The Health Division makes sure all businesses in Boston meet state sanitary codes. We inspect businesses that offer food to the public, including:
- retail food stores
- temporary food vendors
- restaurants and caterers
- daycares, hospitals, and nursing homes
- food trucks and carts
- camps for children, and
- swimming pools and baths.
We inspect businesses at least once a year. We do follow-up inspections if the work of a business puts it at risk to break sanitary codes. We also respond to all complaints of unsanitary conditions or illnesses.
If you have a complaint about a local food business, you can call us at 617-635-5326 Monday through Friday, 8 a.m. - 4 p.m. You can also call or contact 311. Either way, only we know about your complaint.
If you think you got sick from eating somewhere, you should first contact your doctor. After that, contact the Boston Public Health Commission, and then file a complaint with us. We’ll investigate the establishment.
We add each food service business to our database when we inspect them. The Mayor's Food Court is our online database that keeps track of food service businesses in the City. You can see ratings based on violations and other data.
The City of Boston adopted an ordinance to create a restaurant and food truck letter grading system. The system protects consumers and provides them with information about recent health inspections.
We turn violations into a numerical point system. We then use this information to give letter grades that are placed on the wall outside of the establishment. Learn more about our grading system.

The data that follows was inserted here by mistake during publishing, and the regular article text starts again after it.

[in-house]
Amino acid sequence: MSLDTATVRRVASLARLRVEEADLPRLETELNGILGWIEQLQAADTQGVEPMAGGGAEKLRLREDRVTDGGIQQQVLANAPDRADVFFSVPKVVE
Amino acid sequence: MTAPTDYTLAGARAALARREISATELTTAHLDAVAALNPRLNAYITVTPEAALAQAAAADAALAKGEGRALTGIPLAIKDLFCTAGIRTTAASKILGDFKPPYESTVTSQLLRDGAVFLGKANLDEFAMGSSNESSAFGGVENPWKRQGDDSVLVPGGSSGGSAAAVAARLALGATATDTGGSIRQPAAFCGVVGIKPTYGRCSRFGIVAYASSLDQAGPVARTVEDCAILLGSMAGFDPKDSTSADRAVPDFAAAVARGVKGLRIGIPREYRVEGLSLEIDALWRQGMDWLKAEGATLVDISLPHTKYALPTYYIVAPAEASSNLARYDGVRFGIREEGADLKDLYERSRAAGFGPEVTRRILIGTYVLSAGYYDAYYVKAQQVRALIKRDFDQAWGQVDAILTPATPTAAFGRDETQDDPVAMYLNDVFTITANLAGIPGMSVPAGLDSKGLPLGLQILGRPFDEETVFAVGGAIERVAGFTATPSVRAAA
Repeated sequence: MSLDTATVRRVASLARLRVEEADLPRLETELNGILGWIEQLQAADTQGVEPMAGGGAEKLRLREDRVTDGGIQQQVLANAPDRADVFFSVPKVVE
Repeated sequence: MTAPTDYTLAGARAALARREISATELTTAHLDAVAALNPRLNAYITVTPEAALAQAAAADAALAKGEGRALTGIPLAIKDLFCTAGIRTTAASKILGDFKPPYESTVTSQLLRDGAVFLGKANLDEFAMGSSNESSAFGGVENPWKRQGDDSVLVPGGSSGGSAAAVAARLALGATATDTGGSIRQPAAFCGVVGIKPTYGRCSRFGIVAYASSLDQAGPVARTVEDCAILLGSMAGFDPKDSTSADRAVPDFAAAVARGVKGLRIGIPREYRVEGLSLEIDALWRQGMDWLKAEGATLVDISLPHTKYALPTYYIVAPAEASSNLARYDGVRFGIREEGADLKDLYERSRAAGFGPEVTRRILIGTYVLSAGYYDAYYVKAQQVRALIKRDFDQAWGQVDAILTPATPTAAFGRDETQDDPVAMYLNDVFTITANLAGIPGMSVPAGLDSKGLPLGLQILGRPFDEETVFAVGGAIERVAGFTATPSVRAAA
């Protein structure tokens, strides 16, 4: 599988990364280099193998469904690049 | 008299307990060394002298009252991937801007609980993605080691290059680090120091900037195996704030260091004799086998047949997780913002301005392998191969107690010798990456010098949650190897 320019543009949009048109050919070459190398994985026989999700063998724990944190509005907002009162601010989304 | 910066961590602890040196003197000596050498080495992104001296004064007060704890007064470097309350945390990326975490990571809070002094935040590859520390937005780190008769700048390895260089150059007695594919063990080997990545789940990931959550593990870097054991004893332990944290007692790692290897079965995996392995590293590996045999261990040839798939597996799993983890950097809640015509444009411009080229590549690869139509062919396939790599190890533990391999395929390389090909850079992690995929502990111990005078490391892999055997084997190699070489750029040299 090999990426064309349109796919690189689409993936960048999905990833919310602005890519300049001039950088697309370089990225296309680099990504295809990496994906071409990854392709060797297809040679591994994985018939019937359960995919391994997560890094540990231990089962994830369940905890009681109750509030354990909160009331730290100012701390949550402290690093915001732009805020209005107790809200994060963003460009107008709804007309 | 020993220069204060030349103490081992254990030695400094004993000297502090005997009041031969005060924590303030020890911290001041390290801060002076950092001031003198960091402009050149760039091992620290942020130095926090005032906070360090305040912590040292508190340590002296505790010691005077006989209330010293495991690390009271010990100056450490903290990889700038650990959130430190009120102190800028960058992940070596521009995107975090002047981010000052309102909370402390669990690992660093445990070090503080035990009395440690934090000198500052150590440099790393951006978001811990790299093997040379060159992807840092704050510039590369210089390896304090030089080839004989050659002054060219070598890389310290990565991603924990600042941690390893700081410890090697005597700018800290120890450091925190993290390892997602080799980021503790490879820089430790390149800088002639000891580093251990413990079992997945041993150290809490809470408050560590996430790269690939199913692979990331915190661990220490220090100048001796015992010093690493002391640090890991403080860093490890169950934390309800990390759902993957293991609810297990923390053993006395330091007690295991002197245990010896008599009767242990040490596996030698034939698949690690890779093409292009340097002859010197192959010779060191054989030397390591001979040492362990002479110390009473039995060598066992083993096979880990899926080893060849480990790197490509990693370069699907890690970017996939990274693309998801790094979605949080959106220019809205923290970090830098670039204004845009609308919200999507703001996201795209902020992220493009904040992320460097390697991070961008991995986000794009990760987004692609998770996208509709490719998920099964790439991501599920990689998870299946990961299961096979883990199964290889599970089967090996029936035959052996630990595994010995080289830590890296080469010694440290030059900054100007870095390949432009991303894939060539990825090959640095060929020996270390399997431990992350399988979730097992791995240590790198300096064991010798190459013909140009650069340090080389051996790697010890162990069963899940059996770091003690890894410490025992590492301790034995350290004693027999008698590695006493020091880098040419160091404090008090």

All businesses must apply for a permit before they can offer food to the public. Learn how to apply for a food permit.
Part of the permitting process is to get certified as a food manager. The required program teaches you how to handle food the right way. Learn more about the food manager program.
CHANGES TO THE FOOD CODE
We've made a few important changes to the food code:
- You must have one full-time worker who is at least 18 and passed the food safety exam.
- You must put a person in charge who knows about food safety. You always need a person in charge working when you're open. If one of your workers is sick, the person in charge needs to report it.
- Never use bare hands to handle ready-to-eat foods. Let consumers know about foodborne illness risks if you serve raw or undercooked animal food.
- If you plan to leave food out of temperature control for up to four hours, you have to give us your plan for potentially risky food.
If you get a violation
If you violated a health code during an inspection, the inspector will give you a notice. They'll go over it with you so you understand how to solve the issue.
If you didn't go over the issue with the inspector, contact them now. You can find their information on your violation notice.